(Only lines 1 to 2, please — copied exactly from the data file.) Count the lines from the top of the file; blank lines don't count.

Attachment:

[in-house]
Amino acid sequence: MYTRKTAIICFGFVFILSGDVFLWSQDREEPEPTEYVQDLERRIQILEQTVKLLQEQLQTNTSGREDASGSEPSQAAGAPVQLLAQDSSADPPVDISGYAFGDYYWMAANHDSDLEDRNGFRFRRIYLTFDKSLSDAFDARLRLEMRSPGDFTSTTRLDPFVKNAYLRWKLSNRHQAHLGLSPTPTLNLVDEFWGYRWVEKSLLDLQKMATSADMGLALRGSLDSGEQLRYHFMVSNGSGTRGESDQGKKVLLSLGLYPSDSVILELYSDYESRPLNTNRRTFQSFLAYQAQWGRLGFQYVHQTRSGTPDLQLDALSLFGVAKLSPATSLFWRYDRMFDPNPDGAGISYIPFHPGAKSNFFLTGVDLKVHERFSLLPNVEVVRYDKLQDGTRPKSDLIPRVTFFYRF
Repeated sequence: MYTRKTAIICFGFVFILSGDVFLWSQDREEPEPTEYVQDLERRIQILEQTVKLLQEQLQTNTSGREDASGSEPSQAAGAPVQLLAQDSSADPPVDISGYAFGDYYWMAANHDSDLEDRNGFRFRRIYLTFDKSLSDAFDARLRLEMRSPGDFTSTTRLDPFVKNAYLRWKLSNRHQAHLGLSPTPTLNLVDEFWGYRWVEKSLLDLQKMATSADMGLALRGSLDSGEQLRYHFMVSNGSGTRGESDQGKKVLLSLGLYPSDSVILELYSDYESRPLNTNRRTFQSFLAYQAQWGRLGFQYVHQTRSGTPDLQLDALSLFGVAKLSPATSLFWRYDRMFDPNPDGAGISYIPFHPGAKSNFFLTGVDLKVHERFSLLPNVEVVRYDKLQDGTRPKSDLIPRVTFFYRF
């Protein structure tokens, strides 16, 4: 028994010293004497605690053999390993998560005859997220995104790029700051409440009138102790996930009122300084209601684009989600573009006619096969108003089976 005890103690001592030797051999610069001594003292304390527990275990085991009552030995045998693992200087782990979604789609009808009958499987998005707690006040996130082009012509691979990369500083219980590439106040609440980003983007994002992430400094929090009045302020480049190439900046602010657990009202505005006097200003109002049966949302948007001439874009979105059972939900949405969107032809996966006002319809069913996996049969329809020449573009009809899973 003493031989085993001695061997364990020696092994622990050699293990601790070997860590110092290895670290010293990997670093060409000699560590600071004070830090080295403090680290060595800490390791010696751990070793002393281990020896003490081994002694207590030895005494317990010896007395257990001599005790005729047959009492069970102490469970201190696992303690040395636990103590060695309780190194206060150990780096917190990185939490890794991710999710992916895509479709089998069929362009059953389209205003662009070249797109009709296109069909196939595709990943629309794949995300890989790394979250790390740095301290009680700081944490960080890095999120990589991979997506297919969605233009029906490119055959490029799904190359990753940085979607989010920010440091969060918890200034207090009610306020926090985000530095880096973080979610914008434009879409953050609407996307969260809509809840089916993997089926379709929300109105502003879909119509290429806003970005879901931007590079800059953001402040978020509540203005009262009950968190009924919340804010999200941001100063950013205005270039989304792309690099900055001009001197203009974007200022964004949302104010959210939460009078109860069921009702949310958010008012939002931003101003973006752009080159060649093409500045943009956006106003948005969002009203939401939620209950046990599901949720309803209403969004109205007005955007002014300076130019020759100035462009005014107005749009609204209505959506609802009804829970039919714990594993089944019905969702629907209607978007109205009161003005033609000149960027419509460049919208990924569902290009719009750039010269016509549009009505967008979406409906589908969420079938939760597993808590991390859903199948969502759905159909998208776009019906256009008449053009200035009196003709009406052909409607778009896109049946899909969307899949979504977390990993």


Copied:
[in-house]
Amino acid sequence: MYTRKTAIICFGFVFILSGDVFLWSQDREEPEPTEYVQDLERRIQILEQTVKLLQEQLQTNTSGREDASGSEPSQAAGAPVQLLAQDSSADPPVDISGYAFGDYYWMAANHDSDLEDRNGFRFRRIYLTFDKSLSDAFDARLRLEMRSPGDFTSTTRLDPFVKNAYLRWKLSNRHQAHLGLSPTPTLNLVDEFWGYRWVEKSLLDLQKMATSADMGLALRGSLDSGEQLRYHFMVSNGSGTRGESDQGKKVLLSLGLYPSDSVILELYSDYESRPLNTNRRTFQSFLAYQAQWGRLGFQYVHQTRSGTPDLQLDALSLFGVAKLSPATSLFWRYDRMFDPNPDGAGISYIPFHPGAKSNFFLTGVDLKVHERFSLLPNVEVVRYDKLQDGTRPKSDLIPRVTFFYRF